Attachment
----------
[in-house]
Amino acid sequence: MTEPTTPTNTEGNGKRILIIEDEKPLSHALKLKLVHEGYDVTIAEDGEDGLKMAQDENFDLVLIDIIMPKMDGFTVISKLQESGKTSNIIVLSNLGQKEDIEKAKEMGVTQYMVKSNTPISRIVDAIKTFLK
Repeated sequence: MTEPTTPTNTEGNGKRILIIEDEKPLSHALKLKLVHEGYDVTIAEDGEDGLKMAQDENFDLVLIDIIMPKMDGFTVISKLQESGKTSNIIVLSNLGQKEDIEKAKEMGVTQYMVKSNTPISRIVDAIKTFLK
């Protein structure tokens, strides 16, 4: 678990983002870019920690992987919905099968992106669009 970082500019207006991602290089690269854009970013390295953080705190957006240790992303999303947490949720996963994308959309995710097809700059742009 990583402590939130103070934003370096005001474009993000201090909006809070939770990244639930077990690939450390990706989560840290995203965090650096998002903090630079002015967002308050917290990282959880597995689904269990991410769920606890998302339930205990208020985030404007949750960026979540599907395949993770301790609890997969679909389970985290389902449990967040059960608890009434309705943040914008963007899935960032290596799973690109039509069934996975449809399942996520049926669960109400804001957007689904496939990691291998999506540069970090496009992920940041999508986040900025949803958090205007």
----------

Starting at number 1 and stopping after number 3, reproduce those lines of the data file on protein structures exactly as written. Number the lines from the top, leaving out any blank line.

[in-house]
Amino acid sequence: MTEPTTPTNTEGNGKRILIIEDEKPLSHALKLKLVHEGYDVTIAEDGEDGLKMAQDENFDLVLIDIIMPKMDGFTVISKLQESGKTSNIIVLSNLGQKEDIEKAKEMGVTQYMVKSNTPISRIVDAIKTFLK
Repeated sequence: MTEPTTPTNTEGNGKRILIIEDEKPLSHALKLKLVHEGYDVTIAEDGEDGLKMAQDENFDLVLIDIIMPKMDGFTVISKLQESGKTSNIIVLSNLGQKEDIEKAKEMGVTQYMVKSNTPISRIVDAIKTFLK